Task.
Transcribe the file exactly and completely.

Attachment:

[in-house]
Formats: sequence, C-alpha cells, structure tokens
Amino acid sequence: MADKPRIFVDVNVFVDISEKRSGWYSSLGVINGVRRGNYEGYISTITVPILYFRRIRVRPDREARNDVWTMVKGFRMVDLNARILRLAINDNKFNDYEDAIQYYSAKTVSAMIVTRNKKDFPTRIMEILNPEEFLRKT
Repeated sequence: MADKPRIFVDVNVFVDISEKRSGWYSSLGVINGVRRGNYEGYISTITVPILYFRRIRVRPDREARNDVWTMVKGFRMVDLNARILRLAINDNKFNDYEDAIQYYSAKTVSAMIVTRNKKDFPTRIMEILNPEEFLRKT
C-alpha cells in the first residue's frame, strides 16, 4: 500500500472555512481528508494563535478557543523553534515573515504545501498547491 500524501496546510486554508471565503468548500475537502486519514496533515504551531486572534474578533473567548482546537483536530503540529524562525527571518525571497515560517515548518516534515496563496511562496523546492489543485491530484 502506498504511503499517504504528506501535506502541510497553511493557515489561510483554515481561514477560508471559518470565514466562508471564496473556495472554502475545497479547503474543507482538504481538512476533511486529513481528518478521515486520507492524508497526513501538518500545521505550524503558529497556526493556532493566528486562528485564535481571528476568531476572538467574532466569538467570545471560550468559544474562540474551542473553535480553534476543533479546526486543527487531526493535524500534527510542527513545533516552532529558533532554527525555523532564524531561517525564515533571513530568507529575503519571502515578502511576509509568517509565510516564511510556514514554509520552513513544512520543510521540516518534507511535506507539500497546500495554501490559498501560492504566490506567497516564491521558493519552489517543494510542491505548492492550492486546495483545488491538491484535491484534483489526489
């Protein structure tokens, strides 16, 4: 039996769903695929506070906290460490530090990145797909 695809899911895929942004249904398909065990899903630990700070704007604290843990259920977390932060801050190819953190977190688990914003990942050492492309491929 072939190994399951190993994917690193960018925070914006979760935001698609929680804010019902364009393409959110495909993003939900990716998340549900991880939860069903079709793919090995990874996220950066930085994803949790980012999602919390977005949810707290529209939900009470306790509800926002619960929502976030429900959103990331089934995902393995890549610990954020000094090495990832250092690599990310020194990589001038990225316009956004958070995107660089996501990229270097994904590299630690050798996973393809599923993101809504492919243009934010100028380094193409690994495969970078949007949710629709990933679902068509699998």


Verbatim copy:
[in-house]
Formats: sequence, C-alpha cells, structure tokens
Amino acid sequence: MADKPRIFVDVNVFVDISEKRSGWYSSLGVINGVRRGNYEGYISTITVPILYFRRIRVRPDREARNDVWTMVKGFRMVDLNARILRLAINDNKFNDYEDAIQYYSAKTVSAMIVTRNKKDFPTRIMEILNPEEFLRKT
Repeated sequence: MADKPRIFVDVNVFVDISEKRSGWYSSLGVINGVRRGNYEGYISTITVPILYFRRIRVRPDREARNDVWTMVKGFRMVDLNARILRLAINDNKFNDYEDAIQYYSAKTVSAMIVTRNKKDFPTRIMEILNPEEFLRKT
C-alpha cells in the first residue's frame, strides 16, 4: 500500500472555512481528508494563535478557543523553534515573515504545501498547491 500524501496546510486554508471565503468548500475537502486519514496533515504551531486572534474578533473567548482546537483536530503540529524562525527571518525571497515560517515548518516534515496563496511562496523546492489543485491530484 502506498504511503499517504504528506501535506502541510497553511493557515489561510483554515481561514477560508471559518470565514466562508471564496473556495472554502475545497479547503474543507482538504481538512476533511486529513481528518478521515486520507492524508497526513501538518500545521505550524503558529497556526493556532493566528486562528485564535481571528476568531476572538467574532466569538467570545471560550468559544474562540474551542473553535480553534476543533479546526486543527487531526493535524500534527510542527513545533516552532529558533532554527525555523532564524531561517525564515533571513530568507529575503519571502515578502511576509509568517509565510516564511510556514514554509520552513513544512520543510521540516518534507511535506507539500497546500495554501490559498501560492504566490506567497516564491521558493519552489517543494510542491505548492492550492486546495483545488491538491484535491484534483489526489
């Protein structure tokens, strides 16, 4: 039996769903695929506070906290460490530090990145797909 695809899911895929942004249904398909065990899903630990700070704007604290843990259920977390932060801050190819953190977190688990914003990942050492492309491929 072939190994399951190993994917690193960018925070914006979760935001698609929680804010019902364009393409959110495909993003939900990716998340549900991880939860069903079709793919090995990874996220950066930085994803949790980012999602919390977005949810707290529209939900009470306790509800926002619960929502976030429900959103990331089934995902393995890549610990954020000094090495990832250092690599990310020194990589001038990225316009956004958070995107660089996501990229270097994904590299630690050798996973393809599923993101809504492919243009934010100028380094193409690994495969970078949007949710629709990933679902068509699998």